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What's causing those chilly ocean temperatures along Atlantic City's beaches?

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ATLANTIC CITY — Those flocking to the area’s beaches in order to beat the oppressive heat may be in for a shock.

Despite the high heat last week, water temperatures dipped into the 50s, meaning that although you were sweating on the beach, if you went to take a quick dive in the ocean to cool off, you would walk out of it shivering.

“I walked out, put my feet in the water and then said, ‘I’m definitely not going in today,’” said Laurie Jenkins, of Atlantic City. “But at least it’s still a nice day to sit out here and enjoy the beach.”

It seems like the trend of chilly ocean temperatures has carried over into this week because as of Friday morning, despite it being 80 degrees inland, the ocean temperature in Atlantic City was a bone-chilling 56.8 degrees, according to the National Oceanic and Atmospheric Administration’s tides and currents website.

The colder ocean temperatures are expected to continue through the weekend.

Most people have seemed content sitting under an umbrella or lying in the sand for now, but the colder than usual water has not deterred some people from enjoying the Atlantic Ocean.

Jeremy Anderson, of Quebec, Canada, who came to the resort for a weeklong vacation with his family, spent some time in the ocean and thought, at least for a short period, the water felt pretty nice.

“It’s definitely pretty chilly once you first stand in it, but once you get fully into it, your body will get used to it and it isn’t too bad,” Anderson said.

Anderson does recommend that you don’t spend too much time in it, though.

“Eventually you will start to feel cold again, and you’ll definitely feel the difference once you step back onto the sand where it is 20 degrees warmer,” he said.

Why is the ocean temperature so vastly different from the air temperature? The reason is called upwelling, which is when water that is near the sea floor is brought up to the surface.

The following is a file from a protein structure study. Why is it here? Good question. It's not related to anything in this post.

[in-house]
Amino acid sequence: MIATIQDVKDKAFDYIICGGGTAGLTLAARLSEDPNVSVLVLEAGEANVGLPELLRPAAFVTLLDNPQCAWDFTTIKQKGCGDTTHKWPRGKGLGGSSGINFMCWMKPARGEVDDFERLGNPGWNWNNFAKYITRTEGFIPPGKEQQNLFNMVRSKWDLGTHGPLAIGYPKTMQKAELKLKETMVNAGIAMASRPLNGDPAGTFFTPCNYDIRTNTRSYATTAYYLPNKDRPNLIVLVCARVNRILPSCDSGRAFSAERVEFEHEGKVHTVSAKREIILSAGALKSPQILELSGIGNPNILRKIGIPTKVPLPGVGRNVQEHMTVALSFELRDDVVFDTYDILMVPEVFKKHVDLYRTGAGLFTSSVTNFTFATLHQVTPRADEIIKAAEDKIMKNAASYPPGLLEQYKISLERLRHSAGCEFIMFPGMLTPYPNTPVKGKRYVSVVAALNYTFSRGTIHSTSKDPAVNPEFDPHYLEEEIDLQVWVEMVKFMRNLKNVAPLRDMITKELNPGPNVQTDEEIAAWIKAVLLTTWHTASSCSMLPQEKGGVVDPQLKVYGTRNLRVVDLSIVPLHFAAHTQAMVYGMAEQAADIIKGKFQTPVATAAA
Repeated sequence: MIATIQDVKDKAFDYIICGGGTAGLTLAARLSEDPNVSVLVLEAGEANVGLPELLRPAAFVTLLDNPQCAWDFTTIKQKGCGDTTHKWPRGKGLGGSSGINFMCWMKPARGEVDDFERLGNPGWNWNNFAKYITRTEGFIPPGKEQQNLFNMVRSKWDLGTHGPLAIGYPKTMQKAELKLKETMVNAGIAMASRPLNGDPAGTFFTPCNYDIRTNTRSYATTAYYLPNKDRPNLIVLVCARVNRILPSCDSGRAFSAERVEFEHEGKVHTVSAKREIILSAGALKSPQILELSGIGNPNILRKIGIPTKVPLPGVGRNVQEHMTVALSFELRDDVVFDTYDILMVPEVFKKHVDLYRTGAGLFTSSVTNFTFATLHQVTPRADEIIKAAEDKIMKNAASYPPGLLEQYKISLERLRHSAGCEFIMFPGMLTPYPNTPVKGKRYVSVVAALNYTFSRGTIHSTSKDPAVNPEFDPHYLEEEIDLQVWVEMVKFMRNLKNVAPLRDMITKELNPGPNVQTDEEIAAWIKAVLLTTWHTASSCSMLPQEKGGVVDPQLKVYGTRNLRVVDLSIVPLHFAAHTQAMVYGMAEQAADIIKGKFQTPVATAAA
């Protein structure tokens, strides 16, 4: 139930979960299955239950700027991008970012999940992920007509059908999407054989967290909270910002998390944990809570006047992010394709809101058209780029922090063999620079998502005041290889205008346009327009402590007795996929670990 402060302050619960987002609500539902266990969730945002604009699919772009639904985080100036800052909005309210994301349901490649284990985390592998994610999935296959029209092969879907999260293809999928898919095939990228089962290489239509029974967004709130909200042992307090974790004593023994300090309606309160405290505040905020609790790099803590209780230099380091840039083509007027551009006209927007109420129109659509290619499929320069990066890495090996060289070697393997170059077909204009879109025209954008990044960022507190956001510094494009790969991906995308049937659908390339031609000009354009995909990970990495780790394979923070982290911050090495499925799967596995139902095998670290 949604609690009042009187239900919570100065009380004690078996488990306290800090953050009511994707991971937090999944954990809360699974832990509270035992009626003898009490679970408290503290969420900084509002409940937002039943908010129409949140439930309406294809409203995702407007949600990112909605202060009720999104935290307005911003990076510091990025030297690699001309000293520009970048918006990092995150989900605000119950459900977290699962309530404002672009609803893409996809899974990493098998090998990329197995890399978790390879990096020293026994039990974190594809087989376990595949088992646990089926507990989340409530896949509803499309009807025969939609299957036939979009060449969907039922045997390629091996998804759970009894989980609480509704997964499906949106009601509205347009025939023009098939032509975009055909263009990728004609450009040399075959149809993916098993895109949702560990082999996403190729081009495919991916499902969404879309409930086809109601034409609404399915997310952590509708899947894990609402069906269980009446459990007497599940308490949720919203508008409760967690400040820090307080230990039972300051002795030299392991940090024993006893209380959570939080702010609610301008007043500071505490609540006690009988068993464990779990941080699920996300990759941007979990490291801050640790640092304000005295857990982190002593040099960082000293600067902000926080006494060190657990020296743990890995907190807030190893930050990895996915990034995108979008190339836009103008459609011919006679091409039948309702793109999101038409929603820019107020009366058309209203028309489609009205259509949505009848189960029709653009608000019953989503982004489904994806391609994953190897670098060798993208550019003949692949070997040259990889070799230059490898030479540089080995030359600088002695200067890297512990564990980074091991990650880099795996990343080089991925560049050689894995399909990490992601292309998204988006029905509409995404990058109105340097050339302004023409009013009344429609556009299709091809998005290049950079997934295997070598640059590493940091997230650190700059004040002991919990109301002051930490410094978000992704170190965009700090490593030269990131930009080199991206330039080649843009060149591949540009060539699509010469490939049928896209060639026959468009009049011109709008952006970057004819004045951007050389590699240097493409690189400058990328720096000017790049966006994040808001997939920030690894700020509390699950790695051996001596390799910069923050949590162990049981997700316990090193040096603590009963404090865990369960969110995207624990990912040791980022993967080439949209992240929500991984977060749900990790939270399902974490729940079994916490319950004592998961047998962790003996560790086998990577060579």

Since the Earth is curved, water is not pulled in the same direction as wind, as it is pulled at about a 45-degree angle to the right of the wind direction. For upwelling to occur, from Long Beach Island all the way to Cape May, the winds need to be blowing south to southwest.

So far this month, 20 of the first 27 days met the wind direction criteria for upwelling, according to Sen. Frank S. Farley State Marina in Atlantic City.

Typically this time of year, the water temperature in Atlantic City is in the mid- to upper 70s, and the warmest it’s been so far this month was 75.7 degrees, which was recorded on NOAA’s tidal and currents website July 18.

Locals and tourists alike are hoping the water temperature will soon rise again but also are still finding ways to enjoy the beach.

“It’s tough with how cold the water is, especially for the kids because the first thing they want to do is jump right in and spend the whole day in it,” said Tatiana Rodriguez, of Brooklyn, New York, a mother of two boys. “But they are still having fun running around and playing in the sand, so they are making the best of it.”

Kimberley Watson, of Pleasantville, took advantage of a day off from work to come to the beach, and although she would like the water to be more comfortable, she enjoys spending the day sitting out there.

“I think the beach is the perfect place to come to just clear your mind,” Watson said. “Normally any time I come here, I take a dip in the ocean, but it just feels way too cold at the moment. I don’t mind kicking back in the sand, catching a tan and reading a good book though, so I really can’t complain. We still have a couple months of the summer left, and I’m sure the water won’t be like this forever.”

Contact John O’Connor:

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